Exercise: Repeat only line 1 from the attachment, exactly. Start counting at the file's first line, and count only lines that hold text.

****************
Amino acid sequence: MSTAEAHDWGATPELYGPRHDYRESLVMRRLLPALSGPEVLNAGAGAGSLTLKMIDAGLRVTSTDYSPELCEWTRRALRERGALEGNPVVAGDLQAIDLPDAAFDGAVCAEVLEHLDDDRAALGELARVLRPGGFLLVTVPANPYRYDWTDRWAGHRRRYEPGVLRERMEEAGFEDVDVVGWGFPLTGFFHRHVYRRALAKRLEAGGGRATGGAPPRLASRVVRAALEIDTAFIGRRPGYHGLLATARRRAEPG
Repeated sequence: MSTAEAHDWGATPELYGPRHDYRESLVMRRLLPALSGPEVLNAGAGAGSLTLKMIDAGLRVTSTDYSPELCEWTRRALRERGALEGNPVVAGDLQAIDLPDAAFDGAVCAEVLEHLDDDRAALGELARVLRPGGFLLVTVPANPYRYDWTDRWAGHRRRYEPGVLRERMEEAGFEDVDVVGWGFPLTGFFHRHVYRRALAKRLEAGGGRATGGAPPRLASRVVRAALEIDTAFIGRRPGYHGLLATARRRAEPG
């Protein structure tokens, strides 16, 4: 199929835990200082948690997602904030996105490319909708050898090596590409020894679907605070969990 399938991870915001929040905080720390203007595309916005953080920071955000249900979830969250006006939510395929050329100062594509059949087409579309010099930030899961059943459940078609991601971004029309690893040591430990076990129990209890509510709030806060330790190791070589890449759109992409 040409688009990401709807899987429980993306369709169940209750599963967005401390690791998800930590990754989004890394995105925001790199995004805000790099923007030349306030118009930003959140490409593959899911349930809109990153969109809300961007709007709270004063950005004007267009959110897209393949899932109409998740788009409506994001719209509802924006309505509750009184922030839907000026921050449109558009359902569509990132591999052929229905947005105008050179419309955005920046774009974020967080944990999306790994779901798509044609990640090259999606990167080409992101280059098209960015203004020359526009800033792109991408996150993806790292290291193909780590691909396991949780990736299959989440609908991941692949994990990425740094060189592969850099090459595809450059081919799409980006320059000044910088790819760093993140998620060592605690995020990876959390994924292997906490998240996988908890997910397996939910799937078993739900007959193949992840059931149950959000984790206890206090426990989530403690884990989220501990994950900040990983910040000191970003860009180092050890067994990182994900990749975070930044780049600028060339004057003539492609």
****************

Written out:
Amino acid sequence: MSTAEAHDWGATPELYGPRHDYRESLVMRRLLPALSGPEVLNAGAGAGSLTLKMIDAGLRVTSTDYSPELCEWTRRALRERGALEGNPVVAGDLQAIDLPDAAFDGAVCAEVLEHLDDDRAALGELARVLRPGGFLLVTVPANPYRYDWTDRWAGHRRRYEPGVLRERMEEAGFEDVDVVGWGFPLTGFFHRHVYRRALAKRLEAGGGRATGGAPPRLASRVVRAALEIDTAFIGRRPGYHGLLATARRRAEPG